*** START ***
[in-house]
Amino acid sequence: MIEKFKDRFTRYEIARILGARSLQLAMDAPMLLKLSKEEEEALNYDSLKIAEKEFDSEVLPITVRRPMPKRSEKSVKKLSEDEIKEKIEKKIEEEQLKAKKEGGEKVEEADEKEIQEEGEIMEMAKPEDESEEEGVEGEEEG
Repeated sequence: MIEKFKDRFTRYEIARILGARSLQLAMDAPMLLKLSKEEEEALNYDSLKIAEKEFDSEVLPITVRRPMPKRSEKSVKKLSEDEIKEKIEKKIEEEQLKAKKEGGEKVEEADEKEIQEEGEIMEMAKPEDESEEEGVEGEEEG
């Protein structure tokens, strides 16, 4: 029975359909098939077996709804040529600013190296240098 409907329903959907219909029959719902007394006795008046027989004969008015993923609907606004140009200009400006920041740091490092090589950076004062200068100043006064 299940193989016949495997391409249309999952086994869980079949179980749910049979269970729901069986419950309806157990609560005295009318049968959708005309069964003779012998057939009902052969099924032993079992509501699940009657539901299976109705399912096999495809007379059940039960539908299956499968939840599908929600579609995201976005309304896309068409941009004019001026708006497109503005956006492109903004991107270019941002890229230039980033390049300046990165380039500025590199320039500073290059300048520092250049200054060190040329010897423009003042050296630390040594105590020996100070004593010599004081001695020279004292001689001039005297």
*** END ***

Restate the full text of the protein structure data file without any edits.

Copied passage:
[in-house]
Amino acid sequence: MIEKFKDRFTRYEIARILGARSLQLAMDAPMLLKLSKEEEEALNYDSLKIAEKEFDSEVLPITVRRPMPKRSEKSVKKLSEDEIKEKIEKKIEEEQLKAKKEGGEKVEEADEKEIQEEGEIMEMAKPEDESEEEGVEGEEEG
Repeated sequence: MIEKFKDRFTRYEIARILGARSLQLAMDAPMLLKLSKEEEEALNYDSLKIAEKEFDSEVLPITVRRPMPKRSEKSVKKLSEDEIKEKIEKKIEEEQLKAKKEGGEKVEEADEKEIQEEGEIMEMAKPEDESEEEGVEGEEEG
């Protein structure tokens, strides 16, 4: 029975359909098939077996709804040529600013190296240098 409907329903959907219909029959719902007394006795008046027989004969008015993923609907606004140009200009400006920041740091490092090589950076004062200068100043006064 299940193989016949495997391409249309999952086994869980079949179980749910049979269970729901069986419950309806157990609560005295009318049968959708005309069964003779012998057939009902052969099924032993079992509501699940009657539901299976109705399912096999495809007379059940039960539908299956499968939840599908929600579609995201976005309304896309068409941009004019001026708006497109503005956006492109903004991107270019941002890229230039980033390049300046990165380039500025590199320039500073290059300048520092250049200054060190040329010897423009003042050296630390040594105590020996100070004593010599004081001695020279004292001689001039005297």